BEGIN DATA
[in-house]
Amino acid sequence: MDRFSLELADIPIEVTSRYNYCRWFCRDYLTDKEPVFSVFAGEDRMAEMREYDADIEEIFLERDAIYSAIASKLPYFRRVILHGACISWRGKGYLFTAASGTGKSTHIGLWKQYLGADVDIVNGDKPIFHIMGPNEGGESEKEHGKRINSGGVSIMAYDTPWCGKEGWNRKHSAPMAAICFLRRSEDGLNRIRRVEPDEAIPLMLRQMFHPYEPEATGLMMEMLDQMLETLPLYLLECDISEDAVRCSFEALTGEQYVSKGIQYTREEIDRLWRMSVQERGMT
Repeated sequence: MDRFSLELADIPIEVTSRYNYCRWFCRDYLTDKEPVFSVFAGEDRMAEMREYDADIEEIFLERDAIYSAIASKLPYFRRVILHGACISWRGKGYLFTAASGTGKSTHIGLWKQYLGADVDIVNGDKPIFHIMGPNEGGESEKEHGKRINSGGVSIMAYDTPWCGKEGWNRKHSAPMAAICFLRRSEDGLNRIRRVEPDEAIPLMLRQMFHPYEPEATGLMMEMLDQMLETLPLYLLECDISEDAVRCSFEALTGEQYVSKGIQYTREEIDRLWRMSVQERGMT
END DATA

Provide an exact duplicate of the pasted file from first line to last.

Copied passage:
[in-house]
Amino acid sequence: MDRFSLELADIPIEVTSRYNYCRWFCRDYLTDKEPVFSVFAGEDRMAEMREYDADIEEIFLERDAIYSAIASKLPYFRRVILHGACISWRGKGYLFTAASGTGKSTHIGLWKQYLGADVDIVNGDKPIFHIMGPNEGGESEKEHGKRINSGGVSIMAYDTPWCGKEGWNRKHSAPMAAICFLRRSEDGLNRIRRVEPDEAIPLMLRQMFHPYEPEATGLMMEMLDQMLETLPLYLLECDISEDAVRCSFEALTGEQYVSKGIQYTREEIDRLWRMSVQERGMT
Repeated sequence: MDRFSLELADIPIEVTSRYNYCRWFCRDYLTDKEPVFSVFAGEDRMAEMREYDADIEEIFLERDAIYSAIASKLPYFRRVILHGACISWRGKGYLFTAASGTGKSTHIGLWKQYLGADVDIVNGDKPIFHIMGPNEGGESEKEHGKRINSGGVSIMAYDTPWCGKEGWNRKHSAPMAAICFLRRSEDGLNRIRRVEPDEAIPLMLRQMFHPYEPEATGLMMEMLDQMLETLPLYLLECDISEDAVRCSFEALTGEQYVSKGIQYTREEIDRLWRMSVQERGMT